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Homework Help: Fluid Mechanics: Cone-Plate viscometer

  1. Jan 22, 2015 #1
    1. The problem statement, all variables and given/known data

    2. Relevant equations
    Fluid Mechanics

    τ =μ (du/dy)
    3. The attempt at a solution

    I got far enough to write down

    dM = μ (Ωr/tanθ) dA

    from just substitutions, easy enough.

    I get confused when I'm solving for the differential surface area. I somehow need the dA for a cone.
    For a circle it's easy enough. A=πr^2 so then dA = 2πr dr.

    But how do I go about getting this for a cone? the book lists it as (2πr/cosθ) dr, without any explanation, of course.
  2. jcsd
  3. Jan 22, 2015 #2
    Take a strip element 2πxdr, where x is the radius of circle formed by that strip element. Try relating x to r using similarity of triangles.
  4. Jan 22, 2015 #3


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    Homework Helper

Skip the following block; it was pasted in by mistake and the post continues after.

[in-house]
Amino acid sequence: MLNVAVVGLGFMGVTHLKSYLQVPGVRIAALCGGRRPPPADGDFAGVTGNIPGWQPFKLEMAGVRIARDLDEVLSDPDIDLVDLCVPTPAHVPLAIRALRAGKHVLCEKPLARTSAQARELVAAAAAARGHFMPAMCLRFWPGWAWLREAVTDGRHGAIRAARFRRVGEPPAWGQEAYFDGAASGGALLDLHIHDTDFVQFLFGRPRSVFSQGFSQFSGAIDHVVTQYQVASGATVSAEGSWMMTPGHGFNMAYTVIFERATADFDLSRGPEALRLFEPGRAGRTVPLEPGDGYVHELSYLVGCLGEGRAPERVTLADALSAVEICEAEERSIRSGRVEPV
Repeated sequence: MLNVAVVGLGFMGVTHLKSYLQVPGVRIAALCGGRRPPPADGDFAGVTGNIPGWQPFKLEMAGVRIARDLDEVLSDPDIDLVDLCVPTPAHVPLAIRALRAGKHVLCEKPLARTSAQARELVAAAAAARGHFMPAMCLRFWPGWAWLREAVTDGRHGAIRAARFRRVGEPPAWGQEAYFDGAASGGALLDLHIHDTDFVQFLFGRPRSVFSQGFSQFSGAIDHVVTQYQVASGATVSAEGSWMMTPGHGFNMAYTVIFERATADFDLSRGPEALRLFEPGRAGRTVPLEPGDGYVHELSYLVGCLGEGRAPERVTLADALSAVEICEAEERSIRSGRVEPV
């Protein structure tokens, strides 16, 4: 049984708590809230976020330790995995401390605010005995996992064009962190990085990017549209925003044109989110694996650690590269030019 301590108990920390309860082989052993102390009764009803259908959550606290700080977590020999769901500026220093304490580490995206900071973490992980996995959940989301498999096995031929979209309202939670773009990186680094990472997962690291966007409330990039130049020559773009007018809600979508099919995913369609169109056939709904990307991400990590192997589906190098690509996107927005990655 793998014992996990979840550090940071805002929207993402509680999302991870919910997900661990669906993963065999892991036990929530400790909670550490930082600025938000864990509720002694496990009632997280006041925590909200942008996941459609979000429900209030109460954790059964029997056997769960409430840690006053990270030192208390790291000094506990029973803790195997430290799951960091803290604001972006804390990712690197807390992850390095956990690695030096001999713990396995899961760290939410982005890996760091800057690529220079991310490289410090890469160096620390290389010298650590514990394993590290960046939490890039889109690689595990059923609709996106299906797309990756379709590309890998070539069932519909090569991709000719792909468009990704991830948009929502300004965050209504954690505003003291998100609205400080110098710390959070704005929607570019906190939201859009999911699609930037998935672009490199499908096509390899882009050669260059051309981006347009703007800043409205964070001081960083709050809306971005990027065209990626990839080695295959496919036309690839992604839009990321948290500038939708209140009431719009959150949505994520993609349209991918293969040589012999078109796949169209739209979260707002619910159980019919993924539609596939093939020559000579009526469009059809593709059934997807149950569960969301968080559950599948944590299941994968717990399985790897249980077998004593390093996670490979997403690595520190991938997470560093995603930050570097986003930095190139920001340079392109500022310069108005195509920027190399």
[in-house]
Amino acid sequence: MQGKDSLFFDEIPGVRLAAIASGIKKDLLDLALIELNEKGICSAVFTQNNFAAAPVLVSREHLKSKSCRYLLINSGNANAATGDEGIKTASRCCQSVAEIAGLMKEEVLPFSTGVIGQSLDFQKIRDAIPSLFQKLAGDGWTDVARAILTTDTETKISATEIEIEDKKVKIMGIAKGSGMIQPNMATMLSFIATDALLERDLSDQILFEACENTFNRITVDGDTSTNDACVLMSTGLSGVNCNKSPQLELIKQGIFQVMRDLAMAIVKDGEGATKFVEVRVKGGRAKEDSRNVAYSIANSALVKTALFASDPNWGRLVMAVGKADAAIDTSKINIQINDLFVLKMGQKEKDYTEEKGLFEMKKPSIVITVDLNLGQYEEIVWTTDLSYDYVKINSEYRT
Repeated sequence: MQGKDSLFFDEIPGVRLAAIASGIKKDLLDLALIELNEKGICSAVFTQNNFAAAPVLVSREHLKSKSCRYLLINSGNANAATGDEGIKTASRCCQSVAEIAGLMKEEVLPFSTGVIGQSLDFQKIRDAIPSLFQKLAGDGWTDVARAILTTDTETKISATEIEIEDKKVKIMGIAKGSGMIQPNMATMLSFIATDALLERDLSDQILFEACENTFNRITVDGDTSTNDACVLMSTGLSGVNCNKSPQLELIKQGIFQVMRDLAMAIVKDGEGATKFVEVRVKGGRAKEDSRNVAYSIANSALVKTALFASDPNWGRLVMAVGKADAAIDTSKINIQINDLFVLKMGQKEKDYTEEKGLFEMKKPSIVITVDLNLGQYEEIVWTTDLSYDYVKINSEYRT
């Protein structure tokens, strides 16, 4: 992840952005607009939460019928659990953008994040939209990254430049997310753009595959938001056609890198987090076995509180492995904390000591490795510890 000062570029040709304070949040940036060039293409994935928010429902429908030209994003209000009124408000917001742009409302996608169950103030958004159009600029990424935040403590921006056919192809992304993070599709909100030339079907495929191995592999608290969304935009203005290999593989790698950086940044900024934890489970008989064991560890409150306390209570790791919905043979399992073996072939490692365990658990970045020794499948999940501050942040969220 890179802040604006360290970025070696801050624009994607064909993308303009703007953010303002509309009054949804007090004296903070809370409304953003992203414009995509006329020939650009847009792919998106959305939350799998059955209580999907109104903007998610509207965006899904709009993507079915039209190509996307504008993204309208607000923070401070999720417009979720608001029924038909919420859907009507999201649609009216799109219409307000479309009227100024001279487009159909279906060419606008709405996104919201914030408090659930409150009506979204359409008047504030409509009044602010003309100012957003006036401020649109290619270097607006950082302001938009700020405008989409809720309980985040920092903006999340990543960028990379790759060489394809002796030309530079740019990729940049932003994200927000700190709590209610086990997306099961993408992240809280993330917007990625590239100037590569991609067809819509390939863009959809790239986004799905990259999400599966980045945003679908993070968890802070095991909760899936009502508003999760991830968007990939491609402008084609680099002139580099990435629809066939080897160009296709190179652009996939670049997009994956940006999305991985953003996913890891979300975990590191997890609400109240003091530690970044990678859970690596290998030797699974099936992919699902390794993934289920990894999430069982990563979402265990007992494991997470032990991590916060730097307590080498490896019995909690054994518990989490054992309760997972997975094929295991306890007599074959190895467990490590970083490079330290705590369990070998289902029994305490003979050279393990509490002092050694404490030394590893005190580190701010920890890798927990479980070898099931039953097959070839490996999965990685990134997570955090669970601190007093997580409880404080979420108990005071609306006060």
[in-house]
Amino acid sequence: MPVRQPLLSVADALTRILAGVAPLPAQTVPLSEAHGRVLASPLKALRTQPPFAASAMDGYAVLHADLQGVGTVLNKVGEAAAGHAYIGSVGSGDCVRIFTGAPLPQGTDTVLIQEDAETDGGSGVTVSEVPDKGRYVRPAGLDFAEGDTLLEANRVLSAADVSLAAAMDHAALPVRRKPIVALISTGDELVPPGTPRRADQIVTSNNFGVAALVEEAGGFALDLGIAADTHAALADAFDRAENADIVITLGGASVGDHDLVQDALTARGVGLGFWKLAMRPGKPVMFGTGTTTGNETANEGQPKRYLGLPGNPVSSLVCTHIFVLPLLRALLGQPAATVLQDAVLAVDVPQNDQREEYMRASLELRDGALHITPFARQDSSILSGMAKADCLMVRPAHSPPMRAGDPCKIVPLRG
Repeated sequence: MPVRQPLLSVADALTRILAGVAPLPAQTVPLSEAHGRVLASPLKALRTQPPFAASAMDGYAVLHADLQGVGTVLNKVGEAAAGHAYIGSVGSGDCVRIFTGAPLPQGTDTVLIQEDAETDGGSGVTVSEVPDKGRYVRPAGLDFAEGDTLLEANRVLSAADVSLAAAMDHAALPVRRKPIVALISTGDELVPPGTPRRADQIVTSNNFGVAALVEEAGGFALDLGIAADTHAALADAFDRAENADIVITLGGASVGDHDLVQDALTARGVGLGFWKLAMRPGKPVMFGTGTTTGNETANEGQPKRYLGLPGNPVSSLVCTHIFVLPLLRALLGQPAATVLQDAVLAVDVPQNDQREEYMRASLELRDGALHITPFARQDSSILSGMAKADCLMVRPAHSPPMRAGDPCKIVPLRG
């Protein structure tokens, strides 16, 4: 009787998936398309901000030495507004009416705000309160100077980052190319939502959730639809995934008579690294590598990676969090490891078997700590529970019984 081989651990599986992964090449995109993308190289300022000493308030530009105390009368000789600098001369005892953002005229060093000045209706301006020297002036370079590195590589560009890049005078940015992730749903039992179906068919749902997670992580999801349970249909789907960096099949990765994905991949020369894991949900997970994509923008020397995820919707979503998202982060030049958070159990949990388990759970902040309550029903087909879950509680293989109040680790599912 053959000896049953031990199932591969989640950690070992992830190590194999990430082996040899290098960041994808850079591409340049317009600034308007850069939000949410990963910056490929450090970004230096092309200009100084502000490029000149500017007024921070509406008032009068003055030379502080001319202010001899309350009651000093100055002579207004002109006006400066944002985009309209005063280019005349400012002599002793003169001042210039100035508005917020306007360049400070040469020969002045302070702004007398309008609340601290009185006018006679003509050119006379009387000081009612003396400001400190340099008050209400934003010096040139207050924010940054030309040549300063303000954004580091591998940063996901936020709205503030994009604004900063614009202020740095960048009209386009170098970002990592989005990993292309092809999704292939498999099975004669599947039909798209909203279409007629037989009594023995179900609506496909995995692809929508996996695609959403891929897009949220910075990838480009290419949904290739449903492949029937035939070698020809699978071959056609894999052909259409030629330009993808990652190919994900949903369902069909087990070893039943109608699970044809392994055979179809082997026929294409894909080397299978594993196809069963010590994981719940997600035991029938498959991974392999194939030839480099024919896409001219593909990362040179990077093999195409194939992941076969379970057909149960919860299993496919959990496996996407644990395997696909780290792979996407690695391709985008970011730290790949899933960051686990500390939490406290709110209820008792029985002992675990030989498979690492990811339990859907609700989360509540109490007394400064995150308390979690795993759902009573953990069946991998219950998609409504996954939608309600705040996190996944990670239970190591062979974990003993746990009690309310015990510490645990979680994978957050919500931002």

Well you should first understand how to find the surface area of a "truncated cone" (ignoring the faces)
    It is the average circumference of the cone multiplied by the side length (not the height)

    So the surface area of a truncated cone (ignoring the faces) is [itex]2\pi r_{avg}L[/itex] or you could say [itex]2\pi L\frac{r_1+r_2}{2}[/itex]
    (Side note, this also applies to normal cones; just treat the tip as r2=0)

    So with this understanding of truncated cones, look at the following picture I made:
    The differential surface area would be [itex]2\pi r_{avg}L[/itex] but as you can see from the picture, [itex]L=\frac{dr}{\cos\theta}[/itex] therefore the differential surface area is [itex]\frac{2\pi R_{avg}}{\cos\theta}dr[/itex]

    The two radii are r and (r+dr) but since dr is obviously infinitesimal, it suffices to say [itex]r_{avg}=r[/itex]
    Last edited: Jan 22, 2015
  5. Jan 22, 2015 #4
    Does it really require all that? Isn't using similarity to relate x and R, considering a string element of radius x, just enough?
  6. Jan 22, 2015 #5


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    Homework Helper

    No that is incorrect. The differential area element is [itex]\frac{2\pi x}{\cos\theta}dx[/itex]

    Me and the OP were using r not to represent the radius of the base of the cone, but to represent what you called "x"
  7. Jan 22, 2015 #6
    Oh ok.
  8. Jan 22, 2015 #7
    Excellent explanation. Thank you very much, Sir.
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